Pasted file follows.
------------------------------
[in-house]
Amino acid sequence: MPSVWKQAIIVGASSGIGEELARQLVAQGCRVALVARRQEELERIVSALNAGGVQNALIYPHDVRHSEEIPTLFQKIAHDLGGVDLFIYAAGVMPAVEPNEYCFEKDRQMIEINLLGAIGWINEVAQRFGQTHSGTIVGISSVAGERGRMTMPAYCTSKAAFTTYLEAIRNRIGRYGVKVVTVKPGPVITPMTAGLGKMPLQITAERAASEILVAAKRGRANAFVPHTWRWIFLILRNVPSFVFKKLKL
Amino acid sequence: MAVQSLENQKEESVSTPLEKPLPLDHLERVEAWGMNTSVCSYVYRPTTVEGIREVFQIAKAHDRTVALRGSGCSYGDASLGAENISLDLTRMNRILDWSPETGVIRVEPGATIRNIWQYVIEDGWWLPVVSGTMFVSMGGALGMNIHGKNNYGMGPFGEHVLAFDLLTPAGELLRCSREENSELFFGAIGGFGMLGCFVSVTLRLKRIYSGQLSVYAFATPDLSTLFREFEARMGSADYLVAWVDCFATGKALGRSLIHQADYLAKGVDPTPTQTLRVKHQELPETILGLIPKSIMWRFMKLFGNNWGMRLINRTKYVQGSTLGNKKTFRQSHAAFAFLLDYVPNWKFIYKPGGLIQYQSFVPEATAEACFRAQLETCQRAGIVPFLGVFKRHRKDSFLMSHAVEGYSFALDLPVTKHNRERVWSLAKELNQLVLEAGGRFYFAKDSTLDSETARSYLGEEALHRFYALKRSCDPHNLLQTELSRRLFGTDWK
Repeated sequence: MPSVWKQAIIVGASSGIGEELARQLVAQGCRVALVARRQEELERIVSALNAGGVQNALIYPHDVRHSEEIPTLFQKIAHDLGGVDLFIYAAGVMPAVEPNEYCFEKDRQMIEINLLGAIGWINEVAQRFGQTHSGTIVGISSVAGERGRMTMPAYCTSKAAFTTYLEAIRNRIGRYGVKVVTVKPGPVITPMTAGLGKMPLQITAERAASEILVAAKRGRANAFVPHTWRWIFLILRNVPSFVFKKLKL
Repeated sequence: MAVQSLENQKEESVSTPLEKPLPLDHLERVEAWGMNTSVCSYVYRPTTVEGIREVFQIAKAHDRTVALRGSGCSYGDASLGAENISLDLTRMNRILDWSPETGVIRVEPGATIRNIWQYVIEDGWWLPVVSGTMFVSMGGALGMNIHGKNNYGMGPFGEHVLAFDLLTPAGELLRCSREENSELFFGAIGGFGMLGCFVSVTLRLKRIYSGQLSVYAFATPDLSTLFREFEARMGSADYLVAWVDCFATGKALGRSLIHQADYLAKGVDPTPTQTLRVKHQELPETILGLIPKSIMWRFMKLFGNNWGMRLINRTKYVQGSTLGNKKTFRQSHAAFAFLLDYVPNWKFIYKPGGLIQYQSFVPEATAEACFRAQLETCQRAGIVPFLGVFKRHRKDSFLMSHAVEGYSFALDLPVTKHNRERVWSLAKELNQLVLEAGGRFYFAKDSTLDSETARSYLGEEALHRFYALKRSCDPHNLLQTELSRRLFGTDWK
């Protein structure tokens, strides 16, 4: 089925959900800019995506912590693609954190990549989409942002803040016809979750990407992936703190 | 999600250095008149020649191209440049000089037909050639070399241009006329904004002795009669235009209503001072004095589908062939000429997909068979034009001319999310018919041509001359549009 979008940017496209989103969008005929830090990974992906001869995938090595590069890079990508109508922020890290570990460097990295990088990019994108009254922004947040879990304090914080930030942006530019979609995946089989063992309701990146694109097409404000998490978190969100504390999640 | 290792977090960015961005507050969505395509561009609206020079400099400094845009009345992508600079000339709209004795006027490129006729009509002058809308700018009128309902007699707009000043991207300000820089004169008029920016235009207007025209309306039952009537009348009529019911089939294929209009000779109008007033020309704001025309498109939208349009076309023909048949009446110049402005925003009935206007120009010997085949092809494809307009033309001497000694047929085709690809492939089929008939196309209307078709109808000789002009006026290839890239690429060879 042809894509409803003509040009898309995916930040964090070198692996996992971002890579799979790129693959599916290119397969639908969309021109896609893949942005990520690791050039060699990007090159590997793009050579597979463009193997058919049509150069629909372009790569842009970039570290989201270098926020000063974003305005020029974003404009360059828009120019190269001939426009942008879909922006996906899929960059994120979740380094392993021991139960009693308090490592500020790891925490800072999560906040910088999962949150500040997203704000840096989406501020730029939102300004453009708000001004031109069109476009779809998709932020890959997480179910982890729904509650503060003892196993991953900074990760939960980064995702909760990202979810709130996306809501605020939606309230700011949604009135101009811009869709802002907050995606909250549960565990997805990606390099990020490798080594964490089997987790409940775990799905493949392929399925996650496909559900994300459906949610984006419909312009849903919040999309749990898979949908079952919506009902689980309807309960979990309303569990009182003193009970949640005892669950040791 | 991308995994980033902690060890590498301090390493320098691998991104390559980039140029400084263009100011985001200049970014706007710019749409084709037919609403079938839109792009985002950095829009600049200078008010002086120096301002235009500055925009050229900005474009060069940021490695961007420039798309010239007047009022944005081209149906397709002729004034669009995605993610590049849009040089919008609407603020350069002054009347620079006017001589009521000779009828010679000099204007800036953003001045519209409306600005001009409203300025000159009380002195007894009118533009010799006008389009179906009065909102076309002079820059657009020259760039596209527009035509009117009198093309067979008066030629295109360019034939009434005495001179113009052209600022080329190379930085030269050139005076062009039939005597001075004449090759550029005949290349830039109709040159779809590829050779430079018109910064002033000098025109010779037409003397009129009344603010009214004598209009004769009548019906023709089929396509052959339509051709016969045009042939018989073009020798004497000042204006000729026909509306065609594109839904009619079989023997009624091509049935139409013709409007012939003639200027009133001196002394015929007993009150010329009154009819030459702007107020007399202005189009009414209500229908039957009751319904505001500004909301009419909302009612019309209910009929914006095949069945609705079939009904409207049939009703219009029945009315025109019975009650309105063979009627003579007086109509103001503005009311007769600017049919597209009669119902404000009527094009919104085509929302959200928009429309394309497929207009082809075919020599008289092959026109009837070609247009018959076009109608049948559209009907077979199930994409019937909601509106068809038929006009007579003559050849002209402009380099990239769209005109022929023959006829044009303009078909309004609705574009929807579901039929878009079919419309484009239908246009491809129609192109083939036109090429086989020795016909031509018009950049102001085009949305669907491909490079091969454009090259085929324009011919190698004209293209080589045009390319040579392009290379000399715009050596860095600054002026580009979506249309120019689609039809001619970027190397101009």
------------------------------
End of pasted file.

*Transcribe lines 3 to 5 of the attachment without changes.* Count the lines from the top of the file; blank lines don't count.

Amino acid sequence: MAVQSLENQKEESVSTPLEKPLPLDHLERVEAWGMNTSVCSYVYRPTTVEGIREVFQIAKAHDRTVALRGSGCSYGDASLGAENISLDLTRMNRILDWSPETGVIRVEPGATIRNIWQYVIEDGWWLPVVSGTMFVSMGGALGMNIHGKNNYGMGPFGEHVLAFDLLTPAGELLRCSREENSELFFGAIGGFGMLGCFVSVTLRLKRIYSGQLSVYAFATPDLSTLFREFEARMGSADYLVAWVDCFATGKALGRSLIHQADYLAKGVDPTPTQTLRVKHQELPETILGLIPKSIMWRFMKLFGNNWGMRLINRTKYVQGSTLGNKKTFRQSHAAFAFLLDYVPNWKFIYKPGGLIQYQSFVPEATAEACFRAQLETCQRAGIVPFLGVFKRHRKDSFLMSHAVEGYSFALDLPVTKHNRERVWSLAKELNQLVLEAGGRFYFAKDSTLDSETARSYLGEEALHRFYALKRSCDPHNLLQTELSRRLFGTDWK
Repeated sequence: MPSVWKQAIIVGASSGIGEELARQLVAQGCRVALVARRQEELERIVSALNAGGVQNALIYPHDVRHSEEIPTLFQKIAHDLGGVDLFIYAAGVMPAVEPNEYCFEKDRQMIEINLLGAIGWINEVAQRFGQTHSGTIVGISSVAGERGRMTMPAYCTSKAAFTTYLEAIRNRIGRYGVKVVTVKPGPVITPMTAGLGKMPLQITAERAASEILVAAKRGRANAFVPHTWRWIFLILRNVPSFVFKKLKL
Repeated sequence: MAVQSLENQKEESVSTPLEKPLPLDHLERVEAWGMNTSVCSYVYRPTTVEGIREVFQIAKAHDRTVALRGSGCSYGDASLGAENISLDLTRMNRILDWSPETGVIRVEPGATIRNIWQYVIEDGWWLPVVSGTMFVSMGGALGMNIHGKNNYGMGPFGEHVLAFDLLTPAGELLRCSREENSELFFGAIGGFGMLGCFVSVTLRLKRIYSGQLSVYAFATPDLSTLFREFEARMGSADYLVAWVDCFATGKALGRSLIHQADYLAKGVDPTPTQTLRVKHQELPETILGLIPKSIMWRFMKLFGNNWGMRLINRTKYVQGSTLGNKKTFRQSHAAFAFLLDYVPNWKFIYKPGGLIQYQSFVPEATAEACFRAQLETCQRAGIVPFLGVFKRHRKDSFLMSHAVEGYSFALDLPVTKHNRERVWSLAKELNQLVLEAGGRFYFAKDSTLDSETARSYLGEEALHRFYALKRSCDPHNLLQTELSRRLFGTDWK